By DON CAVNESS
Los Alamos Historical Society Curator
All museums have a characteristic and somewhat capricious weakness when it comes to managing their collections. We all have orphan artifacts that have absolutely no paper trail. In many cases, institutional memories that at one time would have provided important clues to ownership and use have long since vanished.
These orphan artifacts, old loans, and abandoned property without clear ownership and documentation are designated as “Found in Collections” or FIC. This situation is troubling for us on many levels. The Historical Society must provide housing and care for artifacts for which we cannot document our ownership. We are unable to interpret artifacts without provenance.
There may be time-consuming and expensive legal issues that arise over questions of ownership, possibly involving the New Mexico Cultural Properties Act, Uniform Unclaimed Property Act, Archaeological Resources Protection Act, or Native American Graves Protection and Repatriation Act.
In addition, there is the question of whether an orphan artifact is relevant to our museum’s mission. Here at the Society, we work diligently within museum best practices to be certain that we have proper documentation for all our artifacts.
However, we have a few mysterious strays. Can you help us identify our “Mysteries of the Vault”?
Our first mysterious orphan is an ornately carved door that is often referred to as the Norris Bradbury door because we believe he was the carver. I was surprised to discover that we have no record of, nor provenance for, this handsome door. I queried all associates with our museum who might recall the door and corresponded with Norris Bradbury’s sons, but there were no definite answers.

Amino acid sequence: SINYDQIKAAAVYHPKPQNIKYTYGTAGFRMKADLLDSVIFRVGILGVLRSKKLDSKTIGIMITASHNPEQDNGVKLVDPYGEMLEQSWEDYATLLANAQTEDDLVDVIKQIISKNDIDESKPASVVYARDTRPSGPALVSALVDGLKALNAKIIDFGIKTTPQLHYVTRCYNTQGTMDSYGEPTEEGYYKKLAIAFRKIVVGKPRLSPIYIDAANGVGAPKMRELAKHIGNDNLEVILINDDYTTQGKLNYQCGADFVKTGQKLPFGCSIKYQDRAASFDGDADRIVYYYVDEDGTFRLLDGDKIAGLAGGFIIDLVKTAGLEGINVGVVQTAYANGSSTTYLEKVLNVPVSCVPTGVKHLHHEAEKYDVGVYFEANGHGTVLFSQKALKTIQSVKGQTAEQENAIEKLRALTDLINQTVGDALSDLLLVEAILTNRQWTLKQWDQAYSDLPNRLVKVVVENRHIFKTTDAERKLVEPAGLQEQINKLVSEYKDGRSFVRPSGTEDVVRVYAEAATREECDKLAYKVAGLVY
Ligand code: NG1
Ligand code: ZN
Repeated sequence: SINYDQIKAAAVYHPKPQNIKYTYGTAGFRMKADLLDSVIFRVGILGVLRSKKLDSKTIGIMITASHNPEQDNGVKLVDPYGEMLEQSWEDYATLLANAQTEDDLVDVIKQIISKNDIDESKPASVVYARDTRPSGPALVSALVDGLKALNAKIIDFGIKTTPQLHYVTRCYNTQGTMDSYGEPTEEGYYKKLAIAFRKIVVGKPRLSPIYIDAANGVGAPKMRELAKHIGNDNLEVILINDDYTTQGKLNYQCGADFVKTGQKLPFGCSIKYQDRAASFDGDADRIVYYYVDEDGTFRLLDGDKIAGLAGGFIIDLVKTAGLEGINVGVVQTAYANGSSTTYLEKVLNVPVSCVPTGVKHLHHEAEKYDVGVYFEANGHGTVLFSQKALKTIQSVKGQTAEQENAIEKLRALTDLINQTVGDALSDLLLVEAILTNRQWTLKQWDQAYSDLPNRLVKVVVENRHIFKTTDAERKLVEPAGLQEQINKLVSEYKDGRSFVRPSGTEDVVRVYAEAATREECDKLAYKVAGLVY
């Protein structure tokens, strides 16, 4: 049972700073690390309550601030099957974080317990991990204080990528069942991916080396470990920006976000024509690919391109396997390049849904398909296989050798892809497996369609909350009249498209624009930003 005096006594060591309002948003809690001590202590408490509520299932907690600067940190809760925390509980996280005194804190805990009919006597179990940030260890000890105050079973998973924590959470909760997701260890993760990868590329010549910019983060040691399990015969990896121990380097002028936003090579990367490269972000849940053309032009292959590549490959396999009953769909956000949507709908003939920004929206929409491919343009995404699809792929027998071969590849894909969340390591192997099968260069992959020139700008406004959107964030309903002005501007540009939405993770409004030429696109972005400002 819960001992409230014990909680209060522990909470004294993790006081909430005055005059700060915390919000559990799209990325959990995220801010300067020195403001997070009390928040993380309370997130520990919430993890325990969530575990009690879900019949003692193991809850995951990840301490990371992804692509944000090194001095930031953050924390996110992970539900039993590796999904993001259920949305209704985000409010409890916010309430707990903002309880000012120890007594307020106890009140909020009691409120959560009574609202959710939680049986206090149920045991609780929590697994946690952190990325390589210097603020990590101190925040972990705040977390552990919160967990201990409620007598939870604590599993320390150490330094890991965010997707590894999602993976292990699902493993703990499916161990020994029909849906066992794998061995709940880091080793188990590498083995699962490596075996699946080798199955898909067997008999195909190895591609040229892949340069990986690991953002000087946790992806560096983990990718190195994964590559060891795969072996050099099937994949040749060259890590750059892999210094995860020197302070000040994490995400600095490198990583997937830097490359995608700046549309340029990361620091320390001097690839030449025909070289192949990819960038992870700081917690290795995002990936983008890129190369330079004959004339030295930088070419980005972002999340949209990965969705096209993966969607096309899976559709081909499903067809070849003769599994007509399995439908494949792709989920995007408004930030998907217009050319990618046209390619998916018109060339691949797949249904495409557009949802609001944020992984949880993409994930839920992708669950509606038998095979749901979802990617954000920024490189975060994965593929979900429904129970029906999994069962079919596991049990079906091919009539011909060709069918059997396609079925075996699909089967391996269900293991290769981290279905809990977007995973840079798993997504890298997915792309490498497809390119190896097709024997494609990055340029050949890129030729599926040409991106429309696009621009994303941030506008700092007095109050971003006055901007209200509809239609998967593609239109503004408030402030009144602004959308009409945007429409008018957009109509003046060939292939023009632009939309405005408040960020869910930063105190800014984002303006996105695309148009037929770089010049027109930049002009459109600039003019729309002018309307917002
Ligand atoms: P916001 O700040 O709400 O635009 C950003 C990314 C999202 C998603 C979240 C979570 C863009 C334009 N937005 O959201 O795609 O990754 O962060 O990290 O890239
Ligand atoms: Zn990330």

However, my questions produced some leads for further research. Jim Bradbury believes the door was carved for Louis and Mary Rosen, longtime family friends.
One of our donors vaguely remembers the door having been with a companion door at Trinity on the Hill Episcopal Church, where Norris Bradbury was an active member. Another person thought the door might have been at the United Church, and yet another offered Bethlehem Lutheran Church as a potential site.
Our second “mysterious orphan” is a pair of leather chaps accompanied by a box of horse tack: a bridle with an ornate bit, hackamore, horse shoes, English riding stirrups, riding gloves, and assorted grooming equipment.
These are high quality items obviously used by a serious horse enthusiast. There is also a much-used Coke bottle that I suspect may have served in bottle-feeding a colt.
Do you have any information about these interesting yet mysterious artifacts? If so, please contact Don Cavness by e-mail, email@example.com.
These articles are written by the Los Alamos Historical Society Staff. All articles were originally published by the